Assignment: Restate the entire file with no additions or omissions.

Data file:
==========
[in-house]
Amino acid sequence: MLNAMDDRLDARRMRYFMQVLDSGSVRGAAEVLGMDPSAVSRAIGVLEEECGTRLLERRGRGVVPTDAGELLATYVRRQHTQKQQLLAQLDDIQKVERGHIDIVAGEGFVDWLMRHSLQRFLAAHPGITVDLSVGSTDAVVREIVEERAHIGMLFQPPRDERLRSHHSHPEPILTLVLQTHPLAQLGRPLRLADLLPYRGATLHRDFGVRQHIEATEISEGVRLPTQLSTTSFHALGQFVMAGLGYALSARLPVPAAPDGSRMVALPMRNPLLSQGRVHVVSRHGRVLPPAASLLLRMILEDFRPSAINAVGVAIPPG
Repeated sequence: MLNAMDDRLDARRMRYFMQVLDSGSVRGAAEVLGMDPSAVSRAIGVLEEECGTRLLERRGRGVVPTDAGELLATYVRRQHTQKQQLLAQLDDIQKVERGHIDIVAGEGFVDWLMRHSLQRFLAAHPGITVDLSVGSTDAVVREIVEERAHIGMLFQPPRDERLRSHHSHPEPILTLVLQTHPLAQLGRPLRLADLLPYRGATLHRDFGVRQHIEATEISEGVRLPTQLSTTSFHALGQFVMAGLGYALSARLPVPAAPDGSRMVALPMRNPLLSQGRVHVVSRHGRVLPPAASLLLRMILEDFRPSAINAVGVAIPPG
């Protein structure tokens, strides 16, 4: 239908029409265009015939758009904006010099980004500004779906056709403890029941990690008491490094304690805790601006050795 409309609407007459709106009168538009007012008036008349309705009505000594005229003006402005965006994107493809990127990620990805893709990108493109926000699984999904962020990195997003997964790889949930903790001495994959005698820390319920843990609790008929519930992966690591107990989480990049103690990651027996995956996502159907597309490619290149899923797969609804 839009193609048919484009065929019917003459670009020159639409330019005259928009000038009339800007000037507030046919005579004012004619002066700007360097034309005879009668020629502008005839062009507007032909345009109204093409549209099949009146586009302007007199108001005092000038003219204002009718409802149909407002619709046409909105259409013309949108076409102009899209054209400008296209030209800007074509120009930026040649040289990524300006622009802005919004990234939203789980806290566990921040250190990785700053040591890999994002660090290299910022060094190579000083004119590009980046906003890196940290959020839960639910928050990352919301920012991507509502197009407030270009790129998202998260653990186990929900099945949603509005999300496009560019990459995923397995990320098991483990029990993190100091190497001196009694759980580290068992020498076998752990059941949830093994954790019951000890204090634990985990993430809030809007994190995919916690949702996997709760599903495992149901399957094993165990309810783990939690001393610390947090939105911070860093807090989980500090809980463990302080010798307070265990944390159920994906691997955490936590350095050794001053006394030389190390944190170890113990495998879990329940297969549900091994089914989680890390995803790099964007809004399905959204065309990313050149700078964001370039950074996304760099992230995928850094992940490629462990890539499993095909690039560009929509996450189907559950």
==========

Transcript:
[in-house]
Amino acid sequence: MLNAMDDRLDARRMRYFMQVLDSGSVRGAAEVLGMDPSAVSRAIGVLEEECGTRLLERRGRGVVPTDAGELLATYVRRQHTQKQQLLAQLDDIQKVERGHIDIVAGEGFVDWLMRHSLQRFLAAHPGITVDLSVGSTDAVVREIVEERAHIGMLFQPPRDERLRSHHSHPEPILTLVLQTHPLAQLGRPLRLADLLPYRGATLHRDFGVRQHIEATEISEGVRLPTQLSTTSFHALGQFVMAGLGYALSARLPVPAAPDGSRMVALPMRNPLLSQGRVHVVSRHGRVLPPAASLLLRMILEDFRPSAINAVGVAIPPG
Repeated sequence: MLNAMDDRLDARRMRYFMQVLDSGSVRGAAEVLGMDPSAVSRAIGVLEEECGTRLLERRGRGVVPTDAGELLATYVRRQHTQKQQLLAQLDDIQKVERGHIDIVAGEGFVDWLMRHSLQRFLAAHPGITVDLSVGSTDAVVREIVEERAHIGMLFQPPRDERLRSHHSHPEPILTLVLQTHPLAQLGRPLRLADLLPYRGATLHRDFGVRQHIEATEISEGVRLPTQLSTTSFHALGQFVMAGLGYALSARLPVPAAPDGSRMVALPMRNPLLSQGRVHVVSRHGRVLPPAASLLLRMILEDFRPSAINAVGVAIPPG
């Protein structure tokens, strides 16, 4: 239908029409265009015939758009904006010099980004500004779906056709403890029941990690008491490094304690805790601006050795 409309609407007459709106009168538009007012008036008349309705009505000594005229003006402005965006994107493809990127990620990805893709990108493109926000699984999904962020990195997003997964790889949930903790001495994959005698820390319920843990609790008929519930992966690591107990989480990049103690990651027996995956996502159907597309490619290149899923797969609804 839009193609048919484009065929019917003459670009020159639409330019005259928009000038009339800007000037507030046919005579004012004619002066700007360097034309005879009668020629502008005839062009507007032909345009109204093409549209099949009146586009302007007199108001005092000038003219204002009718409802149909407002619709046409909105259409013309949108076409102009899209054209400008296209030209800007074509120009930026040649040289990524300006622009802005919004990234939203789980806290566990921040250190990785700053040591890999994002660090290299910022060094190579000083004119590009980046906003890196940290959020839960639910928050990352919301920012991507509502197009407030270009790129998202998260653990186990929900099945949603509005999300496009560019990459995923397995990320098991483990029990993190100091190497001196009694759980580290068992020498076998752990059941949830093994954790019951000890204090634990985990993430809030809007994190995919916690949702996997709760599903495992149901399957094993165990309810783990939690001393610390947090939105911070860093807090989980500090809980463990302080010798307070265990944390159920994906691997955490936590350095050794001053006394030389190390944190170890113990495998879990329940297969549900091994089914989680890390995803790099964007809004399905959204065309990313050149700078964001370039950074996304760099992230995928850094992940490629462990890539499993095909690039560009929509996450189907559950």